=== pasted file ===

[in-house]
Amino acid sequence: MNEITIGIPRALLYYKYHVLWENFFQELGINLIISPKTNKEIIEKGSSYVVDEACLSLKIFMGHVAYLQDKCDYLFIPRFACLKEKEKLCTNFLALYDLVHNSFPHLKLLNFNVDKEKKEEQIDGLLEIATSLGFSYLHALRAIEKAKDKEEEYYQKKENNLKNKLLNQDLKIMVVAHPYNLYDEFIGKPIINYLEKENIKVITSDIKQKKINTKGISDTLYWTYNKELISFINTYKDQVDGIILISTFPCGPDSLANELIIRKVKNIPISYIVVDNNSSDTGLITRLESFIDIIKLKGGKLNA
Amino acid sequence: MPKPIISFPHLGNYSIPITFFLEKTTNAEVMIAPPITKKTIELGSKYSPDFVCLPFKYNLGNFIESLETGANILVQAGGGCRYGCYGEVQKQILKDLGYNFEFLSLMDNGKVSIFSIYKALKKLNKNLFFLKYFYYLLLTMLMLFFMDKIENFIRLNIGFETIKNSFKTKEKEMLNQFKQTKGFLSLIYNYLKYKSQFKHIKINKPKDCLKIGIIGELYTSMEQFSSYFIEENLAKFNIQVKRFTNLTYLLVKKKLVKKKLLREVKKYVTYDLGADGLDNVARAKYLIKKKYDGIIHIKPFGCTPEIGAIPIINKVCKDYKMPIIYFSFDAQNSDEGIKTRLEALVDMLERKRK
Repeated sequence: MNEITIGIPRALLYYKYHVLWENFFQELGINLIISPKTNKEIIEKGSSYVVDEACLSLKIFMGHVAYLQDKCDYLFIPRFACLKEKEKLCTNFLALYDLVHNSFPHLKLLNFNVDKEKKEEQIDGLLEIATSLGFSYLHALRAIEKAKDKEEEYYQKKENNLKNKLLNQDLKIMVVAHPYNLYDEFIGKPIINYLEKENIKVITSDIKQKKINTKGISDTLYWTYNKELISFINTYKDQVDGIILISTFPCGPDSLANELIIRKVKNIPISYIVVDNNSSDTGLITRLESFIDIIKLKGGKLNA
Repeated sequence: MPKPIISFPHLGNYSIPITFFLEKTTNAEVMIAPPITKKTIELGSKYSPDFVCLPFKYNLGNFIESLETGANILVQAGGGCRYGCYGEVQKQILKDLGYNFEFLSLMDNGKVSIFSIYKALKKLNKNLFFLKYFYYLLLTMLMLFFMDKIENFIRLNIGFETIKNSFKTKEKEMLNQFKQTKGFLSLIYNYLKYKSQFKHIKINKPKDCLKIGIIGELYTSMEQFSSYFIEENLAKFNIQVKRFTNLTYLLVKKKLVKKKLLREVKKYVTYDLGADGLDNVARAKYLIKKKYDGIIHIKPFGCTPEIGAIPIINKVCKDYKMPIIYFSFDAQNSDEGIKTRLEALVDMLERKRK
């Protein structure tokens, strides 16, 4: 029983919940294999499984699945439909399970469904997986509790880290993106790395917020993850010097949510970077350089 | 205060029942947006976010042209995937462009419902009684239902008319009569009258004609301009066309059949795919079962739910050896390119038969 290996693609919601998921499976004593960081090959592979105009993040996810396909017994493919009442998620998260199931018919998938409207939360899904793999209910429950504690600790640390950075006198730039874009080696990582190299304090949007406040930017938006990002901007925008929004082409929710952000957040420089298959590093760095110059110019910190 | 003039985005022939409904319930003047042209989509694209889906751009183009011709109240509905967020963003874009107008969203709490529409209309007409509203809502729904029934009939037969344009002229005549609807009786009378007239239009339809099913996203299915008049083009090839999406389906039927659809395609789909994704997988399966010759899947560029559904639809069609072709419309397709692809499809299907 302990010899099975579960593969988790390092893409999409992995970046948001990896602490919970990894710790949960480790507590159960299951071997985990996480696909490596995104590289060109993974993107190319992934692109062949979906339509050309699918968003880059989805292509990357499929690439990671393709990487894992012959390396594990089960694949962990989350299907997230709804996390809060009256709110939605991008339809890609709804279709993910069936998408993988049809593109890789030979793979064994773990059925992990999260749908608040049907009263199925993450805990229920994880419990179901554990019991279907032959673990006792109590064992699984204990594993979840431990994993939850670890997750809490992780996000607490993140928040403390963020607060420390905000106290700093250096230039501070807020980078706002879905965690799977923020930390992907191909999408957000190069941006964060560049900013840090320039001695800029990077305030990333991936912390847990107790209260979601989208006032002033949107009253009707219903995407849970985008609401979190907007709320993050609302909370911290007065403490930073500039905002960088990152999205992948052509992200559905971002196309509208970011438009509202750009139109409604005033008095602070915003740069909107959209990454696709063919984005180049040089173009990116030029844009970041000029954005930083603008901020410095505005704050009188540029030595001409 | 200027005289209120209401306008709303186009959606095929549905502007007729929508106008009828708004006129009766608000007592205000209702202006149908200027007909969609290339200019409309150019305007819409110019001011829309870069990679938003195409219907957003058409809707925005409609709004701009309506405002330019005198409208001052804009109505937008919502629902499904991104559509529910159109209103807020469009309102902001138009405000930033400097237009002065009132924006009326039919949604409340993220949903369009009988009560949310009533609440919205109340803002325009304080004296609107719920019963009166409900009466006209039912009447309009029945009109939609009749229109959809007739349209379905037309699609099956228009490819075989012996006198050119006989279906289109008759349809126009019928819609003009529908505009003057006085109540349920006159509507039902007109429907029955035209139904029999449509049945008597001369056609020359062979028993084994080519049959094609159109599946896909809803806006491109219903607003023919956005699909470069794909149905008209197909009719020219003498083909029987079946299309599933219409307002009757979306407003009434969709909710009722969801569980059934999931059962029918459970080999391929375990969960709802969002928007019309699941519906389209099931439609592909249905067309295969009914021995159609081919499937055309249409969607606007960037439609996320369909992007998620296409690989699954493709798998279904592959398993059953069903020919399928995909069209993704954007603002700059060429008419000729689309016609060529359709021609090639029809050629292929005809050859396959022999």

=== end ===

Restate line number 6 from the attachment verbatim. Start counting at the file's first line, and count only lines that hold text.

């Protein structure tokens, strides 16, 4: 029983919940294999499984699945439909399970469904997986509790880290993106790395917020993850010097949510970077350089 | 205060029942947006976010042209995937462009419902009684239902008319009569009258004609301009066309059949795919079962739910050896390119038969 290996693609919601998921499976004593960081090959592979105009993040996810396909017994493919009442998620998260199931018919998938409207939360899904793999209910429950504690600790640390950075006198730039874009080696990582190299304090949007406040930017938006990002901007925008929004082409929710952000957040420089298959590093760095110059110019910190 | 003039985005022939409904319930003047042209989509694209889906751009183009011709109240509905967020963003874009107008969203709490529409209309007409509203809502729904029934009939037969344009002229005549609807009786009378007239239009339809099913996203299915008049083009090839999406389906039927659809395609789909994704997988399966010759899947560029559904639809069609072709419309397709692809499809299907 302990010899099975579960593969988790390092893409999409992995970046948001990896602490919970990894710790949960480790507590159960299951071997985990996480696909490596995104590289060109993974993107190319992934692109062949979906339509050309699918968003880059989805292509990357499929690439990671393709990487894992012959390396594990089960694949962990989350299907997230709804996390809060009256709110939605991008339809890609709804279709993910069936998408993988049809593109890789030979793979064994773990059925992990999260749908608040049907009263199925993450805990229920994880419990179901554990019991279907032959673990006792109590064992699984204990594993979840431990994993939850670890997750809490992780996000607490993140928040403390963020607060420390905000106290700093250096230039501070807020980078706002879905965690799977923020930390992907191909999408957000190069941006964060560049900013840090320039001695800029990077305030990333991936912390847990107790209260979601989208006032002033949107009253009707219903995407849970985008609401979190907007709320993050609302909370911290007065403490930073500039905002960088990152999205992948052509992200559905971002196309509208970011438009509202750009139109409604005033008095602070915003740069909107959209990454696709063919984005180049040089173009990116030029844009970041000029954005930083603008901020410095505005704050009188540029030595001409 | 200027005289209120209401306008709303186009959606095929549905502007007729929508106008009828708004006129009766608000007592205000209702202006149908200027007909969609290339200019409309150019305007819409110019001011829309870069990679938003195409219907957003058409809707925005409609709004701009309506405002330019005198409208001052804009109505937008919502629902499904991104559509529910159109209103807020469009309102902001138009405000930033400097237009002065009132924006009326039919949604409340993220949903369009009988009560949310009533609440919205109340803002325009304080004296609107719920019963009166409900009466006209039912009447309009029945009109939609009749229109959809007739349209379905037309699609099956228009490819075989012996006198050119006989279906289109008759349809126009019928819609003009529908505009003057006085109540349920006159509507039902007109429907029955035209139904029999449509049945008597001369056609020359062979028993084994080519049959094609159109599946896909809803806006491109219903607003023919956005699909470069794909149905008209197909009719020219003498083909029987079946299309599933219409307002009757979306407003009434969709909710009722969801569980059934999931059962029918459970080999391929375990969960709802969002928007019309699941519906389209099931439609592909249905067309295969009914021995159609081919499937055309249409969607606007960037439609996320369909992007998620296409690989699954493709798998279904592959398993059953069903020919399928995909069209993704954007603002700059060429008419000729689309016609060529359709021609090639029809050629292929005809050859396959022999």